Are executive salaries becoming less relevant to a business?
As our office prepares to decamp for Christmas, I was thinking ahead to 2013, and contemplating a potential reblossoming of the shareholder spring, particularly with regards to directors’ remuneration.
The unfashionable view says that this is less relevant than ever and has to be carefully handled because there are instances where the CEOs might just be being underpaid.
CEO / board salary is an emotional subject, which is rarely put to purely objective analysis. It is preferable for shareholders that people are not paid more than they need to be, are not paid for failure and do not set off wage inflation within their own business because everyone wants to be paid more. The most corrosive is the last of these, namely the example set to the rest of the business. But shareholders should be less alarmed by this than ever before because salaries are less relevant to their business than ever before.
Before we get excited about the salary issue, it needs to be put in context. Our research on the FTSE 350 shows that total salaries now are equivalent to 12.8% of turnover, down from 15% three years earlier. Overpaying everyone in the business by 10% will only cause a 7% reduction on EBITDA. By contrast, overpaying suppliers by 10% and EBITDA drops by more than one third! Perhaps more energy should go into this.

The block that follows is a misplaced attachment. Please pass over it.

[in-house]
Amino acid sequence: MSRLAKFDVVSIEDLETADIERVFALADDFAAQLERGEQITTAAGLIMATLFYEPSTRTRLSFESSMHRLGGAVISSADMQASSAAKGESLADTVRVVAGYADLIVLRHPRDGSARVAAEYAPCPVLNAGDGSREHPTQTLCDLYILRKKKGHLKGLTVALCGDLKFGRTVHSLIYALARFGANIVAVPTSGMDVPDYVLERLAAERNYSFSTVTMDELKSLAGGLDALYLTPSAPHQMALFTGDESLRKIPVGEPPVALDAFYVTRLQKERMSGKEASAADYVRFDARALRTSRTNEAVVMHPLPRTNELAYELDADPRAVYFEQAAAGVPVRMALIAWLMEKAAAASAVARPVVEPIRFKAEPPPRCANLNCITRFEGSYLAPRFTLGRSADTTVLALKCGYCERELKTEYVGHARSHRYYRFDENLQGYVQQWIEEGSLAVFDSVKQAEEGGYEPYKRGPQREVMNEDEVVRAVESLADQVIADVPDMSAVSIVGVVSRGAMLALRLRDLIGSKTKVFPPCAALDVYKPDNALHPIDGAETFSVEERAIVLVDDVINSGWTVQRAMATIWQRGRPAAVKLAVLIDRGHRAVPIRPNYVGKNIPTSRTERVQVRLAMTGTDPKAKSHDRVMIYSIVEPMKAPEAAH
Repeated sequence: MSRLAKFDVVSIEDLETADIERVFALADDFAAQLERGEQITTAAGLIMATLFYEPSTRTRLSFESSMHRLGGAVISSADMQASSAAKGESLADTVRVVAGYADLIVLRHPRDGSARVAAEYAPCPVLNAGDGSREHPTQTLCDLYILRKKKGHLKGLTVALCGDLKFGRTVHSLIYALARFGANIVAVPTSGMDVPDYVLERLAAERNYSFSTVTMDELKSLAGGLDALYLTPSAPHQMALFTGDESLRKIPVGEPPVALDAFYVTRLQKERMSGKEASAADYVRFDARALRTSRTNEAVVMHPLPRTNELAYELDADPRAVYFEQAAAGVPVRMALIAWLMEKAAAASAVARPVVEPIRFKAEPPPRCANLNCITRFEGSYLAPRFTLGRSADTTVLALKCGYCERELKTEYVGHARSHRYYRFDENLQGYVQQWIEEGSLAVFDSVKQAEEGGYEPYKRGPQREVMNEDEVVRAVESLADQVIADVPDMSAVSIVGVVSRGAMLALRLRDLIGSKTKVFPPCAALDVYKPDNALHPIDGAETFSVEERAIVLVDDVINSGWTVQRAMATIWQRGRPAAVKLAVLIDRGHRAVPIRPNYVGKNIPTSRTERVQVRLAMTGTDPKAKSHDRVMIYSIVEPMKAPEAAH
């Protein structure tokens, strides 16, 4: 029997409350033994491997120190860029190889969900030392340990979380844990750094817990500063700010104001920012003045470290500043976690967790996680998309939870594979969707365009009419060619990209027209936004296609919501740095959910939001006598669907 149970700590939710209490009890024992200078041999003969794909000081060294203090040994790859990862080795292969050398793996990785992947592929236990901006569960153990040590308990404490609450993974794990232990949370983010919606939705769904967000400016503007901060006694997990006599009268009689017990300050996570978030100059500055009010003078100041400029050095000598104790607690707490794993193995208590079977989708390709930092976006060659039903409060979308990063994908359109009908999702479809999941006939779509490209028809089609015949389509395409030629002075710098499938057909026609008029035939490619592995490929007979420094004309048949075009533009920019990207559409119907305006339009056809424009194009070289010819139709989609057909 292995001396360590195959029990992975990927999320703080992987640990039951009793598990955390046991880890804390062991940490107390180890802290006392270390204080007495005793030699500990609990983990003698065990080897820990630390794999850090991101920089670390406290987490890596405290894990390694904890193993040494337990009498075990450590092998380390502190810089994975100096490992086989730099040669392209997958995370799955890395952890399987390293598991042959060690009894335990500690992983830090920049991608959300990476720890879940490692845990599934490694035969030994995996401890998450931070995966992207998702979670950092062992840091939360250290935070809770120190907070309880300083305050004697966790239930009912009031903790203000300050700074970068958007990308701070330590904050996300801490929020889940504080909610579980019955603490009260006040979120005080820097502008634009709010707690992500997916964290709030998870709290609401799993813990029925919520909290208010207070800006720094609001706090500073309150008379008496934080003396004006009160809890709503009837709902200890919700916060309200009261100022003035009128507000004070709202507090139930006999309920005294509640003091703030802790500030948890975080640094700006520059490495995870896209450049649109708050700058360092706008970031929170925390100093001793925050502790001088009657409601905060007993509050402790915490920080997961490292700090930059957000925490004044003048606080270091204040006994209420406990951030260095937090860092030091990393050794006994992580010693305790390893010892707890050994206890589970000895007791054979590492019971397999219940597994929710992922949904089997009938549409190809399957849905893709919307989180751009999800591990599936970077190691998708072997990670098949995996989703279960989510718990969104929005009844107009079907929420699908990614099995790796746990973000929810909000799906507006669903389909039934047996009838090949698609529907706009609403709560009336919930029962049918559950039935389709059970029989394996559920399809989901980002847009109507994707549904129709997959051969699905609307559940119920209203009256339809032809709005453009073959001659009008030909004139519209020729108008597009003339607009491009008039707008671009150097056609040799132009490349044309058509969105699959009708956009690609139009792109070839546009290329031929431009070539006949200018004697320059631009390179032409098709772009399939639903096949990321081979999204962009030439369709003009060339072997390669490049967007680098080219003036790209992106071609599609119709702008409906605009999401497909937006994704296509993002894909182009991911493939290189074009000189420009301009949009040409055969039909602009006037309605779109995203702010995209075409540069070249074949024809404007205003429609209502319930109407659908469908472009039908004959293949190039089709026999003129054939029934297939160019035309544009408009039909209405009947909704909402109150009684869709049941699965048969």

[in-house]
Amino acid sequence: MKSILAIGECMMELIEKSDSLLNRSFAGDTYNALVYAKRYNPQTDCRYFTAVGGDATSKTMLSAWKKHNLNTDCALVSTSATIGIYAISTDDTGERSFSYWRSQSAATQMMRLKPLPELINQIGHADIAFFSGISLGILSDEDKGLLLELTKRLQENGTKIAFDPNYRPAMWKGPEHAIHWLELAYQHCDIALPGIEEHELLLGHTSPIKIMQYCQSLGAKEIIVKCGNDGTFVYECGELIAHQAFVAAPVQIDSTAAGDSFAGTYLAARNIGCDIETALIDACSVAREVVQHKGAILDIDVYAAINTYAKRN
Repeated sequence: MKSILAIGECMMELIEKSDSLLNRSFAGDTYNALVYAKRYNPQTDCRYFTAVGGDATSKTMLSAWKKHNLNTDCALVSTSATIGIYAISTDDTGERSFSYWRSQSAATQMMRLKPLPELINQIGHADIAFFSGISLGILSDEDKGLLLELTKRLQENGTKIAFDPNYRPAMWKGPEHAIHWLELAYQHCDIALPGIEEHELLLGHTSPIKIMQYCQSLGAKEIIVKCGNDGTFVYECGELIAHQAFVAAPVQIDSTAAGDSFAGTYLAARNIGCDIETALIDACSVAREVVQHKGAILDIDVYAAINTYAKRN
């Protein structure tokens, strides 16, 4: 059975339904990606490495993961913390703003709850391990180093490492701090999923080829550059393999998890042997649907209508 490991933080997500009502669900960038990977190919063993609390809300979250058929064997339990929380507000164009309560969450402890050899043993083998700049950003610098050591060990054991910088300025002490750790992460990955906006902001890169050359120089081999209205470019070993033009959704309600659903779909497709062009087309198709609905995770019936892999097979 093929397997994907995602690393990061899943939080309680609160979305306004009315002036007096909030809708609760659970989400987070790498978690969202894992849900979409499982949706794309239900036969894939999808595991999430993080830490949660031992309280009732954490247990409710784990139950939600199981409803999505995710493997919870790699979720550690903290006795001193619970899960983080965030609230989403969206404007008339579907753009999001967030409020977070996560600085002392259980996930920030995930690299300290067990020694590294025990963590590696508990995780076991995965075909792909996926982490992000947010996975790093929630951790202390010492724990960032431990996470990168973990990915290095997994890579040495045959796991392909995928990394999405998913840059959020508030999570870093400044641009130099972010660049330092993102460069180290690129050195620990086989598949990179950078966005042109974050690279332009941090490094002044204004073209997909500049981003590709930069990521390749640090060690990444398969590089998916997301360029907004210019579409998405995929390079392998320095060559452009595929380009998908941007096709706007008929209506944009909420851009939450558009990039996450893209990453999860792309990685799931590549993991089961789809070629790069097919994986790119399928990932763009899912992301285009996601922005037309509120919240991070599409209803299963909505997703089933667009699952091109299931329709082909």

Suggesting that some FTSE CEOs could be underpaid will probably have some readers vexed and choking on their cornflakes but I suspect that there are some examples where messing with CEO pay should be done with care. There are many ways of evaluating a CEO. If we simplify it to a market based approach, it is a question of what would it cost to replace the CEO with someone of equivalent or better talents.
Most people’s working assumption is that CEOs are the most expensive talent in a business as they are the top of the tree. This assumption falls over in finance where traders, for example, can see higher remuneration than their bosses and in the area of sales where commissions can be very significant.
That matters when CEOs participate in the sales process. Take a topical example – I have no doubt that Martin Sorrell will be one of the CEOs whose remuneration will be under scrutiny in 2013. I cannot think of a better performing global salesman over the last two decades. I have no commercial dealings direct with WPP but being on the other side for clients I have lost count how many times I have heard FTSE CEOs discussing marketing and mentioning that ‘I had Martin on the phone’ or ‘I could just ring Martin’, and he actively participates in pitches.
If he was lost, WPP would lose its greatest salesman. Replacing his sales pazzazz would cost millions in commissions to replacement sales people; possibly significantly more than he is paid. His market value is not just as a CEO but as a salesman – an ambassador for his organization and British industry more generally.
I hope that remuneration committees make sure that they understand the reference points upon which they are assessing CEOs and their compensation packages, and they do not throw the baby out with the bath water. We shall see.
We would like to hear your thoughts on the spend behaviors of the U.S. Fortune 500
We will shortly be releasing our next big research, this time investigating the spend behaviors of the U.S. Fortune 500. Keeping in mind the FTSE 350 spent 12.9% of revenues on labor and 68.3% on non-labor - what portion of revenues do you expect to see distributed to the same spend buckets amongst the Fortune 500?
- More on labor, less on non-labor
- Less on labor, more on non-labor
- Roughly the same
Click here to vote